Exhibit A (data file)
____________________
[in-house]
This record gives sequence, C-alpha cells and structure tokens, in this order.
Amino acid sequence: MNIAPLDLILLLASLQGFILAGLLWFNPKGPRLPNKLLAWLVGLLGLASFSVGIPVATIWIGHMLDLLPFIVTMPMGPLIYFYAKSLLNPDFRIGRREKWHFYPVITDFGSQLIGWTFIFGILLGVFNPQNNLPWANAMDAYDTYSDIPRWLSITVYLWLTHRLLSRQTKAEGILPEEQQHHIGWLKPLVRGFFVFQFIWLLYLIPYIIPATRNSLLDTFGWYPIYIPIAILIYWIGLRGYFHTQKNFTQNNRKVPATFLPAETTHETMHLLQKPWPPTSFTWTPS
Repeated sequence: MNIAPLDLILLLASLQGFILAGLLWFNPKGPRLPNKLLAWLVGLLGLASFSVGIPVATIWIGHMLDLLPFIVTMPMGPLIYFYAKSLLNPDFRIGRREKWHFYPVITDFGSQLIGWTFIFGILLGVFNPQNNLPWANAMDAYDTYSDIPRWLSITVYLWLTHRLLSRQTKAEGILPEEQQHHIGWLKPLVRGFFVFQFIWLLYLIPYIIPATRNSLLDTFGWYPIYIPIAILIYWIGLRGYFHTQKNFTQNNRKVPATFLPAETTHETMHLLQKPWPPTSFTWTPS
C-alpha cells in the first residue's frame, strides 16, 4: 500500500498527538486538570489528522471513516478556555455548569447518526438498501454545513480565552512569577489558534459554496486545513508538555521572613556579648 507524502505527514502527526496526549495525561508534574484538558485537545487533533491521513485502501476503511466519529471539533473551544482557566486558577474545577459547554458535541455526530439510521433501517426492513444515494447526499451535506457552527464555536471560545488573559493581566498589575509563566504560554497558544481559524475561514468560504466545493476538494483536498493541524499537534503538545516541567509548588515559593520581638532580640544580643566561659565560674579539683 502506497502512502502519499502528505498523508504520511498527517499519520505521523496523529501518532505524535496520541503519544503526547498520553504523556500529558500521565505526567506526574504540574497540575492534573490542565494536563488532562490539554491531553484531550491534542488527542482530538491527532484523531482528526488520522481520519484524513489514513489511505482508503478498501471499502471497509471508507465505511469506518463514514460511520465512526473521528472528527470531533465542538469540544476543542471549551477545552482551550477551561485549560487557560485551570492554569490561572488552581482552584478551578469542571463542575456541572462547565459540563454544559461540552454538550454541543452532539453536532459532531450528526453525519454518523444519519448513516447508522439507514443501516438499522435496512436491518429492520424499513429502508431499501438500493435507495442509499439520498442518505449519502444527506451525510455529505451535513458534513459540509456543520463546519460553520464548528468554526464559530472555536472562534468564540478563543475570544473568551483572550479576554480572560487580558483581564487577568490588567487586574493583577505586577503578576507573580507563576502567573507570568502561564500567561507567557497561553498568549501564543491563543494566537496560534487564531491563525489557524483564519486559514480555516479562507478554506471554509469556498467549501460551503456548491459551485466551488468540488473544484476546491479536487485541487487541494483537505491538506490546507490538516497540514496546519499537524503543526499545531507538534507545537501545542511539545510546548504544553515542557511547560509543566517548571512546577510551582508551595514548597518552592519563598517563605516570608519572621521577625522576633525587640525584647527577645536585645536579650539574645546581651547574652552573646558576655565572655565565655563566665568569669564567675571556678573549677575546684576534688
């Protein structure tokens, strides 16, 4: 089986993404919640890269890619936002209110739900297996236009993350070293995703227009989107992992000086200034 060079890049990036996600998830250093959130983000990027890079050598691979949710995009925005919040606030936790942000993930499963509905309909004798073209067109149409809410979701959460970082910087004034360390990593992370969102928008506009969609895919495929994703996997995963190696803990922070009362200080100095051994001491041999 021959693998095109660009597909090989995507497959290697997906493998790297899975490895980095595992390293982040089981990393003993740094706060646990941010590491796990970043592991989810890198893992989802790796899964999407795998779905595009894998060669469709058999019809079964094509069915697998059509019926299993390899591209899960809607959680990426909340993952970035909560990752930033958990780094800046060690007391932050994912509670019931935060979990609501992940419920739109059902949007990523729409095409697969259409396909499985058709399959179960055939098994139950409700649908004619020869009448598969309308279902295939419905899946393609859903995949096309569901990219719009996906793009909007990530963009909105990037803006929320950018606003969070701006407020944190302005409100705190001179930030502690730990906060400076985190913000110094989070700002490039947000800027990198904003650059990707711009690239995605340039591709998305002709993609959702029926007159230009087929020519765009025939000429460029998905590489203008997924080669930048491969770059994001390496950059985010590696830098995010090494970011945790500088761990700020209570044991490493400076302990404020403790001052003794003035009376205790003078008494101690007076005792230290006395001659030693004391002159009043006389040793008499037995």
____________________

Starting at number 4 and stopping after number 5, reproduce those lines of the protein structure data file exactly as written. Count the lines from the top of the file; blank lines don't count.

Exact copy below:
Repeated sequence: MNIAPLDLILLLASLQGFILAGLLWFNPKGPRLPNKLLAWLVGLLGLASFSVGIPVATIWIGHMLDLLPFIVTMPMGPLIYFYAKSLLNPDFRIGRREKWHFYPVITDFGSQLIGWTFIFGILLGVFNPQNNLPWANAMDAYDTYSDIPRWLSITVYLWLTHRLLSRQTKAEGILPEEQQHHIGWLKPLVRGFFVFQFIWLLYLIPYIIPATRNSLLDTFGWYPIYIPIAILIYWIGLRGYFHTQKNFTQNNRKVPATFLPAETTHETMHLLQKPWPPTSFTWTPS
C-alpha cells in the first residue's frame, strides 16, 4: 500500500498527538486538570489528522471513516478556555455548569447518526438498501454545513480565552512569577489558534459554496486545513508538555521572613556579648 507524502505527514502527526496526549495525561508534574484538558485537545487533533491521513485502501476503511466519529471539533473551544482557566486558577474545577459547554458535541455526530439510521433501517426492513444515494447526499451535506457552527464555536471560545488573559493581566498589575509563566504560554497558544481559524475561514468560504466545493476538494483536498493541524499537534503538545516541567509548588515559593520581638532580640544580643566561659565560674579539683 502506497502512502502519499502528505498523508504520511498527517499519520505521523496523529501518532505524535496520541503519544503526547498520553504523556500529558500521565505526567506526574504540574497540575492534573490542565494536563488532562490539554491531553484531550491534542488527542482530538491527532484523531482528526488520522481520519484524513489514513489511505482508503478498501471499502471497509471508507465505511469506518463514514460511520465512526473521528472528527470531533465542538469540544476543542471549551477545552482551550477551561485549560487557560485551570492554569490561572488552581482552584478551578469542571463542575456541572462547565459540563454544559461540552454538550454541543452532539453536532459532531450528526453525519454518523444519519448513516447508522439507514443501516438499522435496512436491518429492520424499513429502508431499501438500493435507495442509499439520498442518505449519502444527506451525510455529505451535513458534513459540509456543520463546519460553520464548528468554526464559530472555536472562534468564540478563543475570544473568551483572550479576554480572560487580558483581564487577568490588567487586574493583577505586577503578576507573580507563576502567573507570568502561564500567561507567557497561553498568549501564543491563543494566537496560534487564531491563525489557524483564519486559514480555516479562507478554506471554509469556498467549501460551503456548491459551485466551488468540488473544484476546491479536487485541487487541494483537505491538506490546507490538516497540514496546519499537524503543526499545531507538534507545537501545542511539545510546548504544553515542557511547560509543566517548571512546577510551582508551595514548597518552592519563598517563605516570608519572621521577625522576633525587640525584647527577645536585645536579650539574645546581651547574652552573646558576655565572655565565655563566665568569669564567675571556678573549677575546684576534688